Gridded climate data for 1961-90 and scenarios for 2010-39 and 2040-69 periods

Documentation for gridded climate data for 1961-90 and scenarios for 2010-39 and 2040-69 periods

1961-1990 baseline climate

The file ‘Normals61.txt’ contains gridded monthly mean values for daily maximum and minimum air temperature and total precipitation for the 1961-1990 period. These data were constructed by interpolating monthly climate data as a function of latitude, longitude and elevation using ANUSPLIN (Hutchinson, 2000). ANUSPLIN uses thin plate smoothing splines as the interpolation technique (Hutchinson, 1995). Any stations with 5 or more years of record were used (Environment Canada, 1994). The grid is 500 arc seconds and was developed using a Digital Elevation Model (DEM) data, based on the National Topographic Series 1:250,000 topographic data. For details of these particular Canadian applications see McKenney et al. (2001) (see also Price et al. 2000).

File Name: Normals61.ZIP File Structure: Comma-delimited text file, compressed using WinZip. Variables on the file are as follows:
Latitude and Longitude (decimal degrees) 12 monthly values (Jan. – Dec.) for average maximum temperature, ºC 12 monthly values (Jan. – Dec.) for average minimum temperature, ºC 12 monthly values (Jan. – Dec.) for total precipitation, mm File Size: Zipped: 4.4 Mb; decompressed 12.7 Mb

Climate scenarios – 2010-2039 and 2040-2069

Climate change scenarios were based on the first generation coupled Canadian General Circulation Model, greenhouse gas with aerosols simulation 1 (CGCMI GA1). Mean monthly changes in temperature and in precipitation ratios from 1961-1990 values were interpolated to the same 500 arc second grid as above using ANUSPLIN with only latitude and longitude as predictor variables. The interpolated change values were then applied to the gridded 1961-1990 normals in ‘Normals61.txt’.

File Names: Normals10.ZIP (Monthly climate normals for 2010-2039 period) Normals40.ZIP (Monthly climate normals for 2040-2069 period) File Structure: Same as ‘Normals61.ZIP’ File Size: Similar to ‘Normals61.ZIP’

Calculation of agro-climatic indices

Agroclimatic indices were computed using the gridded monthly values as input data.  Initially, 365 daily values of average maximum temperature and of average minimum temperature were generated from monthly average values using the Brooks sine wave interpolation procedure (Brooks, 1943).  Average daily values for precipitation were generated by dividing the monthly values by the number of days in the month.  The average daily values were then used to compute the following indices:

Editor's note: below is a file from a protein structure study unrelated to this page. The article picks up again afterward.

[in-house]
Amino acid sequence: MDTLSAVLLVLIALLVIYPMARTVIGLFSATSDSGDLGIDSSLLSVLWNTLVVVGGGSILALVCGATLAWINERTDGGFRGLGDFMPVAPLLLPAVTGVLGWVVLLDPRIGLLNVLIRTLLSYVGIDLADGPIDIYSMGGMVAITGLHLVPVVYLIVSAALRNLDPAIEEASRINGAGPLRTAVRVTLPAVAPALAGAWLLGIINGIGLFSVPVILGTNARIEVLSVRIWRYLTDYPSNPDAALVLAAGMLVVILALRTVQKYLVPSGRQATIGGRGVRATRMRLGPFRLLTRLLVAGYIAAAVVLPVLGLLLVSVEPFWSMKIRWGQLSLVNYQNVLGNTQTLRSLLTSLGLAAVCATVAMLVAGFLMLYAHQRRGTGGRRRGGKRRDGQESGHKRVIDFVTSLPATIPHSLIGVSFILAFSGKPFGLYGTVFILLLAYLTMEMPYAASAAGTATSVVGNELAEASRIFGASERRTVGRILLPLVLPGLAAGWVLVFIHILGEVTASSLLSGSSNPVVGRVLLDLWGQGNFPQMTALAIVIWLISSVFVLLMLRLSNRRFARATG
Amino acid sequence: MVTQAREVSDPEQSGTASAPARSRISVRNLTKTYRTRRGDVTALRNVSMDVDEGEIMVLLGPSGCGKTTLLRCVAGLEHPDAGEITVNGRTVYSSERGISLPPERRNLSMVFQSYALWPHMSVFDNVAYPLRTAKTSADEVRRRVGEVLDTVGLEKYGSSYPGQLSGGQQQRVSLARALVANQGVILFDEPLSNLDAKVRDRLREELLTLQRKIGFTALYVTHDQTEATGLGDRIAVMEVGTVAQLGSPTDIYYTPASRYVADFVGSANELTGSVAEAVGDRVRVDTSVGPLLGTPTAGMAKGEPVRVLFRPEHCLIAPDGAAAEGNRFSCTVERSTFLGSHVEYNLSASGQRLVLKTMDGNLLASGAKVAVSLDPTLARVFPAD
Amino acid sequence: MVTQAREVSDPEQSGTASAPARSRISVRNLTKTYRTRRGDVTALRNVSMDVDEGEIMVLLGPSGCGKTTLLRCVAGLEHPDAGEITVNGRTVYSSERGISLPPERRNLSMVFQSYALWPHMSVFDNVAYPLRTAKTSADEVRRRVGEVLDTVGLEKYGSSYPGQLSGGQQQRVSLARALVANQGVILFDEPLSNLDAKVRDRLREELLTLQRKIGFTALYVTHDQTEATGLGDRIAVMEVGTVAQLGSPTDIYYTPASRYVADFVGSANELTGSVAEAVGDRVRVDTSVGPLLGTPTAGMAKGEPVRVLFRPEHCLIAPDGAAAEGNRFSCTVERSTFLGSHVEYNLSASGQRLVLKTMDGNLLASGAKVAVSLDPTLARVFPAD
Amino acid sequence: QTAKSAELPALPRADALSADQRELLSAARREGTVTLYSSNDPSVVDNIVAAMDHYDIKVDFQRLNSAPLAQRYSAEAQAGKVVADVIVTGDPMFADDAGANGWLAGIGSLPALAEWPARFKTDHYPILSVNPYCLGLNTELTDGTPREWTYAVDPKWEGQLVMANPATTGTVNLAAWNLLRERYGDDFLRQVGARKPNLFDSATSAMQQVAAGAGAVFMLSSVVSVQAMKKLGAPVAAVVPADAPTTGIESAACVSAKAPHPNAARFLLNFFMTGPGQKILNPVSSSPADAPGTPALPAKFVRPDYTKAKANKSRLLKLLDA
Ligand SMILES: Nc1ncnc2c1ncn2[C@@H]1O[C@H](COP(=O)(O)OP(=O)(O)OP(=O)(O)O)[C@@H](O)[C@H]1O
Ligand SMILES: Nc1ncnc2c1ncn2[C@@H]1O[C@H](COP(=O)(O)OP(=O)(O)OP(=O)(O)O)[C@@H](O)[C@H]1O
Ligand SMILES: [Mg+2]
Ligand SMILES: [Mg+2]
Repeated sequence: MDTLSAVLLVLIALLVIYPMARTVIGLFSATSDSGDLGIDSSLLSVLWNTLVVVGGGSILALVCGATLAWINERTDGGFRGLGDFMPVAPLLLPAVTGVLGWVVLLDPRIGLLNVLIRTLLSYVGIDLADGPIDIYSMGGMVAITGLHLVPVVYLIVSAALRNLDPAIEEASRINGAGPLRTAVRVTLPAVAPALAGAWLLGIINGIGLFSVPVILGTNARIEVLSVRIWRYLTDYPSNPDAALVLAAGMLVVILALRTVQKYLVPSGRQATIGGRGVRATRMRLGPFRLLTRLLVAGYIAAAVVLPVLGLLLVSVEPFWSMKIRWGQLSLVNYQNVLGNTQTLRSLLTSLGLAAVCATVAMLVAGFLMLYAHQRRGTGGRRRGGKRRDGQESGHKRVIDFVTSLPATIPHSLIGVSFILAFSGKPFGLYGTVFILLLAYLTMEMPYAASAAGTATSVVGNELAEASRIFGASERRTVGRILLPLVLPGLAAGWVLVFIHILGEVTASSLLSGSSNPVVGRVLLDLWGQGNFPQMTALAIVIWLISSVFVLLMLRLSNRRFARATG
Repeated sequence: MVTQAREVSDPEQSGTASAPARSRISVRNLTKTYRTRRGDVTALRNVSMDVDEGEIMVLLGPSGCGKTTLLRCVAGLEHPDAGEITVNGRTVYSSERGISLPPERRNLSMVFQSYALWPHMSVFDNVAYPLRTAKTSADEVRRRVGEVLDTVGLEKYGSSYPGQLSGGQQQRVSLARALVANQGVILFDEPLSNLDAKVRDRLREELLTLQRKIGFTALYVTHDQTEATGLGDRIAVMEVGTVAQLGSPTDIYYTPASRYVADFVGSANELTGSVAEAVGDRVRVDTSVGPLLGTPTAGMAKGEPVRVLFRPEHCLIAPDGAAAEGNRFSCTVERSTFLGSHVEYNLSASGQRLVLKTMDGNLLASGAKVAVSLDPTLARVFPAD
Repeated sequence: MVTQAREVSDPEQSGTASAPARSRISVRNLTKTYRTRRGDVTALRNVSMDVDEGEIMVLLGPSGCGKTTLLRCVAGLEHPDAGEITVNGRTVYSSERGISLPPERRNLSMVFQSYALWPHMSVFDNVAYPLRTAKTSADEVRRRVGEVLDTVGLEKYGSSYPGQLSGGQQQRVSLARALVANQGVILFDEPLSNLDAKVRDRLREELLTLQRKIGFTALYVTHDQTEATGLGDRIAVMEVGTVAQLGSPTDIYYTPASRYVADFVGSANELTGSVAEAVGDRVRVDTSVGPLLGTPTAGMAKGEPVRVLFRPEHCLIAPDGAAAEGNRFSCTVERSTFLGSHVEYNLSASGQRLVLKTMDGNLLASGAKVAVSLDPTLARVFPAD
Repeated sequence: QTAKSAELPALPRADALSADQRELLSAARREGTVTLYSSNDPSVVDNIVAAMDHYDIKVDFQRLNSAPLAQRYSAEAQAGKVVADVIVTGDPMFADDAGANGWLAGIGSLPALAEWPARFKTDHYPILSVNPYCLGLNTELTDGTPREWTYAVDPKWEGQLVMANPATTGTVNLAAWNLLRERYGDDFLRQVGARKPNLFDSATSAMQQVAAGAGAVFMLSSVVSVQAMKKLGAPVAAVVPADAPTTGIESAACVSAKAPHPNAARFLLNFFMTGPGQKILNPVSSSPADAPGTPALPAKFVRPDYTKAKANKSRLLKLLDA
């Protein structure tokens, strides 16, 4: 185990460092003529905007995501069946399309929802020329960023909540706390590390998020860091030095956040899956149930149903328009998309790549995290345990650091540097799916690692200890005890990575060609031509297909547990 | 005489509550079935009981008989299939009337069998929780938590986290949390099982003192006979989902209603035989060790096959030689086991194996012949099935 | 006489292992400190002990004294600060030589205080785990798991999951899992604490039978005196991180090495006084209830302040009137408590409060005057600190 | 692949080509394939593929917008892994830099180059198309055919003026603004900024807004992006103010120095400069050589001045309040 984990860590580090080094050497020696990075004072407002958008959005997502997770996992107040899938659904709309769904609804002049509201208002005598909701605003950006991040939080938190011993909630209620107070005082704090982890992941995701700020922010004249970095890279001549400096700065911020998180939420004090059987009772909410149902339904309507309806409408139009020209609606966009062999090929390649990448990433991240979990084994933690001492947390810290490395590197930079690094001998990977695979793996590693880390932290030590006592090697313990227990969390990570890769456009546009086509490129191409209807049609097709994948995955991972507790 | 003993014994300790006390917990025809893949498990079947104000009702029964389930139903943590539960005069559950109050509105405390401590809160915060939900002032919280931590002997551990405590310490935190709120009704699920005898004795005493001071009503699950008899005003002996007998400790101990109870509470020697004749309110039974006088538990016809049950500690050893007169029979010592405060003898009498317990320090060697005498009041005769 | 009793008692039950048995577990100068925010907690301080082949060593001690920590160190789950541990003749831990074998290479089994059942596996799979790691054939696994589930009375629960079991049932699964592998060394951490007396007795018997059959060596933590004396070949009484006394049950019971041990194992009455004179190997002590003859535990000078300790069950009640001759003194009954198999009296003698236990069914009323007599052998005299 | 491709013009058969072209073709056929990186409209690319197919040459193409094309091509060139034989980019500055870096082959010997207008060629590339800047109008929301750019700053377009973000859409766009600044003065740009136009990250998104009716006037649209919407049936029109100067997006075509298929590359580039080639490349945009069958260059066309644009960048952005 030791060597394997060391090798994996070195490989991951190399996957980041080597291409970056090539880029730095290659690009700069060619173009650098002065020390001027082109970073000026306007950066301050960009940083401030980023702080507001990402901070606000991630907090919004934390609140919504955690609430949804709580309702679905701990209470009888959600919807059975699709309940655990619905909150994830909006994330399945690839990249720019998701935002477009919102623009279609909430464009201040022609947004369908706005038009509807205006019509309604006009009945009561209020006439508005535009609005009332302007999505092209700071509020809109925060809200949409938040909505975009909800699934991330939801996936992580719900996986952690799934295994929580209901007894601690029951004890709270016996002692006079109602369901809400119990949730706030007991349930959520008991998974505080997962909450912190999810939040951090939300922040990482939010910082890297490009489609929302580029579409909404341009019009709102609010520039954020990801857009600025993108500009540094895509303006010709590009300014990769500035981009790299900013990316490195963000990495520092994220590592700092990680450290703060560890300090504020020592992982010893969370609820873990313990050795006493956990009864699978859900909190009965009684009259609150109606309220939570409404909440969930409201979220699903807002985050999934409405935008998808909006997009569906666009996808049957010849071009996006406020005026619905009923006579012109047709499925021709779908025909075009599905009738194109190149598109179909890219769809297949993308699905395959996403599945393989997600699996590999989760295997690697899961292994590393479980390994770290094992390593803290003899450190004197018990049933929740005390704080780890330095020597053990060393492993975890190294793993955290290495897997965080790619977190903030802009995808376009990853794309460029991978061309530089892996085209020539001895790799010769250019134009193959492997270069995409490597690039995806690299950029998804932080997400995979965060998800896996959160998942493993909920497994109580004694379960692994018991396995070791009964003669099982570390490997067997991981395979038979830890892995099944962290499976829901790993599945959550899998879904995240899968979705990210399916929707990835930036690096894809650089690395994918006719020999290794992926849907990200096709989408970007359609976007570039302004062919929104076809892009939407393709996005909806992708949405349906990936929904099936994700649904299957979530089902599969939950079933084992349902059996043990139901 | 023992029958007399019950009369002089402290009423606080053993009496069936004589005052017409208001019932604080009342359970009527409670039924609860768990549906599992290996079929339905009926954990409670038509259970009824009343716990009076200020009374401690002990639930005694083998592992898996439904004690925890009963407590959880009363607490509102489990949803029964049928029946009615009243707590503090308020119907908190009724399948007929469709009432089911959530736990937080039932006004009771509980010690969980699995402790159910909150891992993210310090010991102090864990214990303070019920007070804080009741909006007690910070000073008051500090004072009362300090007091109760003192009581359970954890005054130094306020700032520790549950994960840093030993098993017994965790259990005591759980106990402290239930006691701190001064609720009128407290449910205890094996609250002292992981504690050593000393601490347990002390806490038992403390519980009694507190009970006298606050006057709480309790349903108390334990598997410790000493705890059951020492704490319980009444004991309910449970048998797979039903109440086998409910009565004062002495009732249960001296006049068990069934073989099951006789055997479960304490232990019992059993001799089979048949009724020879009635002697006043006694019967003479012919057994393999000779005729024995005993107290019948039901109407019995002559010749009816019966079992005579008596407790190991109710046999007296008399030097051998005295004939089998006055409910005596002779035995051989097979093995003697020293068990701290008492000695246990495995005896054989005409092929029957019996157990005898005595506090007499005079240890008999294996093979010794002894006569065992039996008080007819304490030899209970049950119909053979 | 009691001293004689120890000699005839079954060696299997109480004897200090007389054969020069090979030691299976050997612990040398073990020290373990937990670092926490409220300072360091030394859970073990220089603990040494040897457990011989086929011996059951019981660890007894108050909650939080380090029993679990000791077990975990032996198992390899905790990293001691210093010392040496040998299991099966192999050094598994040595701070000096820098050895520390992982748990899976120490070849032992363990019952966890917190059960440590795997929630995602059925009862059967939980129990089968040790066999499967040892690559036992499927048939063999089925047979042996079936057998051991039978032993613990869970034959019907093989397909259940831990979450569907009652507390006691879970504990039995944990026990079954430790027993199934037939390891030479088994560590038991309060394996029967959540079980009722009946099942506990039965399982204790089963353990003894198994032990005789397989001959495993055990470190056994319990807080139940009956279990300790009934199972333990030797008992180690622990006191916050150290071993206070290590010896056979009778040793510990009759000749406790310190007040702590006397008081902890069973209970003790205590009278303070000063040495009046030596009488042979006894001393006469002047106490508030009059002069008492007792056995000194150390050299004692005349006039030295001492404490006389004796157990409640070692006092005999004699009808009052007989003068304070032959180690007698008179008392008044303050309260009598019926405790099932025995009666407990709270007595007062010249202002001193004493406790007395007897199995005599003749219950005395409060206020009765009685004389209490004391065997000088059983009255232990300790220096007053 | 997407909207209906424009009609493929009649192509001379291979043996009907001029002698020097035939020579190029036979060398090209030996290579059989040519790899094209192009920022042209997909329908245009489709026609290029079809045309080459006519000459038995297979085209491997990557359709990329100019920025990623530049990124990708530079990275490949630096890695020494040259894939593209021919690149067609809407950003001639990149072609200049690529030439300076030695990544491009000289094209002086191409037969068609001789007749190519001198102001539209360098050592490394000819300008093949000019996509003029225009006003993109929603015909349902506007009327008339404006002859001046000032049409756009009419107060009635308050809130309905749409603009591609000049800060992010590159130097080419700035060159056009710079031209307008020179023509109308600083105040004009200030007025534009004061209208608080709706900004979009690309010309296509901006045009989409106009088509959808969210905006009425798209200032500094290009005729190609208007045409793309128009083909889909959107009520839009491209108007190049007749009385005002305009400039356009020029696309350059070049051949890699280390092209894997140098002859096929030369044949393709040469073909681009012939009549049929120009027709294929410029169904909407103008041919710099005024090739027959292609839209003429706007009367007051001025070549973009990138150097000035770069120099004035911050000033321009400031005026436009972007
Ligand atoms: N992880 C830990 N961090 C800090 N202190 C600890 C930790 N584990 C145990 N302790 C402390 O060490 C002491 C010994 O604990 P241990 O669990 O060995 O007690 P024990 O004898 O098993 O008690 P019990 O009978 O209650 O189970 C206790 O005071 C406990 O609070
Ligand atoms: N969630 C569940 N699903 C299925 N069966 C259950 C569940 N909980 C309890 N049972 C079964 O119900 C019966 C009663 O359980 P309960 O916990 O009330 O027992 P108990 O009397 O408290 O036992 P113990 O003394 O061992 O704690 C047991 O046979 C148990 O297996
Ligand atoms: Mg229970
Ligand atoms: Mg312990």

Growing degree-days above 5ºC (GDD): GDD were computed by calculating the amount by which average daily mean temperature (Tmean) exceeded 5.0°C and summing these values from the time when Tmean first exceeded 5.0°C in spring until the last date of Tmean exceeded 5.0°C in fall. While this procedure will result in some differences from GDD computed from daily values rather than averages (since averages may include days when temperatures were below the base value in the spring and fall periods), it has been commonly accepted as being of sufficient accuracy (Chapman and Brown 1978)

Effective Growing Degree-Days (EGDD): EGDD are used as a primary climate classifier in the suitability rating system for spring-seeded small grains and are determined based on the method described in the Working Group report (Agronomics Interpretations Working Group, 1995). GDD were summed from 10 days after Tmean 5.0°C in spring to the average date of the first fall frost (0°C), and a daylength factor was applied to compensate for increased effectiveness of GDD in maturing cereal crops in northern latitudes. Average fall frost dates were estimated from monthly temperature normals, elevation and astronomical data as described by Sly et al. (1971). Daylength (N) and solar radiation at the top of the atmosphere (Qo) were estimated from latitude and time of year using procedures described by Robertson and Russelo (1968).

Potential Evapotranspiration (PE) and Precipitation Deficit (DEFICIT): Average daily PE was determined by calculating Latent evaporation (LE) from daily temperatures and solar radiation at the top of the atmosphere, using Baier and Robertson (1965) Formula I and converting LE to PE by using the conversion factor of 0.086. Average daily DEFICIT was calculated by subtracting average daily precipitation (P) from PE. Daily DEFICIT and PE values were accumulated over periods shown below.

Data og ressurser


Felt Verdi
Vedlikeholdes av [email protected]
Sist oppdatert oktober 10, 2013, 21:07 (UTC)
Opprettet desember 15, 2011, 19:07 (UTC)
date_released 2007-01-19
department Environment Canada
level_of_government Federal
temporal_coverage-from 1961
temporal_coverage-to 2069
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